This is the only book told in first person which makes it more intimate but I never connected with Jodahs as I did with Akin in Adulthood Rites. I was also disappointed that we see nothing o
...more
Jamesboggie
Imago is the third and final entry in the Lilith’s Brood series. Honestly, I found it to be the weakest entry by far.

Imago is a much more focused story than either Dawn or Adulthood Rites. It really does not add much to the lore. The setting has not changed much. No broad decisions are made the way that Dawn had the resettling and interbreeding of humans and Adulthood Rites had the establishment of the Mars colony. Instead, it focuses almost entirely on Jodahs’ internal experience of transformin
...more
Monica
An unexpectedly good final installment to the creepy but fascinating Xenogenesis trilogy. Butler does ethical quandaries very well though she does find some very cerebral, awful new forms of oppression and enslavement.

4+ Stars

Read on kindle
Britta Böhler
This series introduced me to Octavia Butler (whom I hadn't read before, shame on me) and I loved it! Book 1 and 3 are the best in my opinion, and the series as a whole is amazing.
Inventive and beautifully written Butler is able to create aliens who feel real. Although first published in the 1980ies, the books' themes are now even more relevant: gender, xenophobia, intolerance (can we accept people with life choices we think are deeply wrong?)
...more
Valerie
Jul 18, 2014 rated it it was amazing  ·  review of another edition
Shelves: sci-fi
In "Dawn," Lilith wants a choice, and it is denied to her at every opportunity. She has to live with that, and we as readers have to decide if her captivity is morally acceptable. We are as human as she, and we share her conflict.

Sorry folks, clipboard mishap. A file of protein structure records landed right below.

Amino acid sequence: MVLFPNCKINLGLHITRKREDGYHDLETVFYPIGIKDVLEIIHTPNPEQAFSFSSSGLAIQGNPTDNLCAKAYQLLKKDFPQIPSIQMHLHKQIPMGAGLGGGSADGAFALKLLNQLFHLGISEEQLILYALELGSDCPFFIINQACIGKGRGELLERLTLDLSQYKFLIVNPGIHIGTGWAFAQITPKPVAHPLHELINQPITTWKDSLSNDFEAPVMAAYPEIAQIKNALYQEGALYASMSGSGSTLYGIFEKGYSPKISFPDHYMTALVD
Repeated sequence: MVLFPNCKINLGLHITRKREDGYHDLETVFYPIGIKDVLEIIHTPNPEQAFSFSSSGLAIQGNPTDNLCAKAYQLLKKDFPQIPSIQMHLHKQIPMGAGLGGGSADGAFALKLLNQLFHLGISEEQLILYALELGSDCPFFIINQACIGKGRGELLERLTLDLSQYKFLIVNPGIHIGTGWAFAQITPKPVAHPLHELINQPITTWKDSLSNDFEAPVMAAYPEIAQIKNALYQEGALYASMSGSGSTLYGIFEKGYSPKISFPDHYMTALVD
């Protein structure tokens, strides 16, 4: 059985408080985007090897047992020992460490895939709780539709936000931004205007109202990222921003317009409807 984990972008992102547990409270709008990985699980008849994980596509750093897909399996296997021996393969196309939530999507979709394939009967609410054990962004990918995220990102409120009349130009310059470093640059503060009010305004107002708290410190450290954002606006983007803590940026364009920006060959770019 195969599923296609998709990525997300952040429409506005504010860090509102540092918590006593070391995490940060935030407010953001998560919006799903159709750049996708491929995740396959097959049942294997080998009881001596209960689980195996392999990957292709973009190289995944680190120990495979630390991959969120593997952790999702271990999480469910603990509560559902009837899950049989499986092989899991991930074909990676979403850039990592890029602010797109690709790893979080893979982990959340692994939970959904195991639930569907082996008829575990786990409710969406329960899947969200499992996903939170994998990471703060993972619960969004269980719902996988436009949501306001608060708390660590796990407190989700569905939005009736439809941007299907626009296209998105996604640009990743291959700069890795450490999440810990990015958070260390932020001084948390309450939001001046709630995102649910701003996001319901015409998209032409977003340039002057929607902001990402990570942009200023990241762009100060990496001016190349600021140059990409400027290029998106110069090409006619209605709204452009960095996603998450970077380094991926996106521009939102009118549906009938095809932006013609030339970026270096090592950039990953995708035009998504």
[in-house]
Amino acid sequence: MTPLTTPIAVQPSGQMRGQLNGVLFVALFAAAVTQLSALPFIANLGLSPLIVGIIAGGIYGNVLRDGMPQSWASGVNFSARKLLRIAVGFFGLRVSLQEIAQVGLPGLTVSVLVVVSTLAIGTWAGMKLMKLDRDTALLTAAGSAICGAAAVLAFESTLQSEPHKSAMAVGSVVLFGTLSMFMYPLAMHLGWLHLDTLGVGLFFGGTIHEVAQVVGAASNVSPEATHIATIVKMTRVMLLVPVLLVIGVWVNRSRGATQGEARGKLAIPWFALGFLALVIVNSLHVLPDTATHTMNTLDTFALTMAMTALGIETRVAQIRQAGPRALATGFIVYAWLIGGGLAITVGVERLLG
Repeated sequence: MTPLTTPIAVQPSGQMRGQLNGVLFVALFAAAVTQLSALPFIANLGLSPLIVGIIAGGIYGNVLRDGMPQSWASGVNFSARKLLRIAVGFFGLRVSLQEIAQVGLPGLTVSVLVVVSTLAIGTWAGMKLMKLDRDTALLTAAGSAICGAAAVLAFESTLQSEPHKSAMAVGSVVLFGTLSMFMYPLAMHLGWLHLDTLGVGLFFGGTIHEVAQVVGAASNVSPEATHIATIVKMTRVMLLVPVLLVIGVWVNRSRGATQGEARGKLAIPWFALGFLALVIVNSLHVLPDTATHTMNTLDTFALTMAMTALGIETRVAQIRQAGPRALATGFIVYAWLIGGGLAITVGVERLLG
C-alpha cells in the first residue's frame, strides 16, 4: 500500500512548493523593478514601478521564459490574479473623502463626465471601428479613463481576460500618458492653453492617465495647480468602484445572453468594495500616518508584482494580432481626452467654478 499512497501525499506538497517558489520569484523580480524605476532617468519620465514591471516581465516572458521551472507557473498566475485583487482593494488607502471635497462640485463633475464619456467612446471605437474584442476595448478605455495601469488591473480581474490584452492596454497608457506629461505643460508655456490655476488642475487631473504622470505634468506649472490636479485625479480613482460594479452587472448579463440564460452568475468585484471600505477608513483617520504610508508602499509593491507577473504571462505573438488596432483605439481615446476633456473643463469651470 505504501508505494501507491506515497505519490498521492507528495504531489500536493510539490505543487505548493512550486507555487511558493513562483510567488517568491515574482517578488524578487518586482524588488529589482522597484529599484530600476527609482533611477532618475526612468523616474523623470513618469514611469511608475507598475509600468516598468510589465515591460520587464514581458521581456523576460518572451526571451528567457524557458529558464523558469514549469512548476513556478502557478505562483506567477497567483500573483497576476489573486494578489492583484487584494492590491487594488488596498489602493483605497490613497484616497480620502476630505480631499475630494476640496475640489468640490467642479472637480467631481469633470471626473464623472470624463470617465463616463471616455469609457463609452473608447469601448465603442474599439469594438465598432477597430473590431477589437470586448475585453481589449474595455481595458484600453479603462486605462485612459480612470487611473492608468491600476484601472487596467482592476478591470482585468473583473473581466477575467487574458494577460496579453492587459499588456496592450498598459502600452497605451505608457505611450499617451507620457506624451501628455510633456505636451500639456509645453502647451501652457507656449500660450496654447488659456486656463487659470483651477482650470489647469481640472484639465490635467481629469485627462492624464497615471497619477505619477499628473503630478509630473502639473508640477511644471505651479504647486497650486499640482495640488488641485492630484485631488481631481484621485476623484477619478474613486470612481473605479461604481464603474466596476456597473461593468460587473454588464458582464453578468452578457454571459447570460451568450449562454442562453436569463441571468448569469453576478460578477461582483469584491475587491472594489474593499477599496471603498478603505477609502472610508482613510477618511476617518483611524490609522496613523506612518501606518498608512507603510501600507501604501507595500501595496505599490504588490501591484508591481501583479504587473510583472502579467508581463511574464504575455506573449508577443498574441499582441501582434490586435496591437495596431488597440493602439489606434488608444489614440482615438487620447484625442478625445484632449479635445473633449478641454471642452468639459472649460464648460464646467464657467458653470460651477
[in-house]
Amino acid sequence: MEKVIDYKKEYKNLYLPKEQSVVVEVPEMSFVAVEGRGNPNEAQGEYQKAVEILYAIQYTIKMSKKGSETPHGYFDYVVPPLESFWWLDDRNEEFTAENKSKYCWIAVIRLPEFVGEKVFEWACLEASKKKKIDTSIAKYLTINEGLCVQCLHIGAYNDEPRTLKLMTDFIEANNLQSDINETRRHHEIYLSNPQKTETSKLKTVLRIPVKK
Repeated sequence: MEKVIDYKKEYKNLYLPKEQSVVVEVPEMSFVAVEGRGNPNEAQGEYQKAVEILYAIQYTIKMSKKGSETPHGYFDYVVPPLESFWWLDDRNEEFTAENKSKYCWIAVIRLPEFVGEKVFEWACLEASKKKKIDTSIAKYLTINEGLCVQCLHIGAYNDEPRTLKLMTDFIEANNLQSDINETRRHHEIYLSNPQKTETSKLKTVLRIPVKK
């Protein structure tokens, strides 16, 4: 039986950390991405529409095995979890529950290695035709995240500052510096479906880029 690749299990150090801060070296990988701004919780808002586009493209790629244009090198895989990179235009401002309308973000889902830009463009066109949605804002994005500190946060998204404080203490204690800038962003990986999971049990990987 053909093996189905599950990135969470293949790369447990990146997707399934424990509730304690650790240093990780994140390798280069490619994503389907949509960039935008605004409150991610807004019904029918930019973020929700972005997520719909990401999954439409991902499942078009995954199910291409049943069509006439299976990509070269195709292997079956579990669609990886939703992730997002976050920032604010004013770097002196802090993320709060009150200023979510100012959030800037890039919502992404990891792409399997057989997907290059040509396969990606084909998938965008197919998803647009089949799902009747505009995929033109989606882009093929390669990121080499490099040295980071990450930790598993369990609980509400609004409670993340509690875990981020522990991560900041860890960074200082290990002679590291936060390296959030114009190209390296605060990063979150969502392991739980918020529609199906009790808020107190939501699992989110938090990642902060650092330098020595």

In "Adulthood Rites," Akin wants a chance and has to fight to allow that Human part of him its expression, its freedom. Akin is a construct, and while we obviously side with him, we are given a deeper understanding of the Oankali morality.

In "Imago," Jodahs wants a chal
...more
Lois
This is the book that I first saw by Octavia Butler. It was the final installment of a trilogy so I started with Dawn.
I like Jodahs quite a bit and find their story fascinating.
Khaalidah Muhammad-Ali
Octavia Butler is a genius. She is a master of story telling and a master world builder. I admire her style, the simplicity of her writing and the various intricately woven meanings in her stories.
This last book though. I think that I'd had my fill of the issue of cross species mating in the first two books such that in this last book... well it sort of spilled over but not in a nice enjoyable way.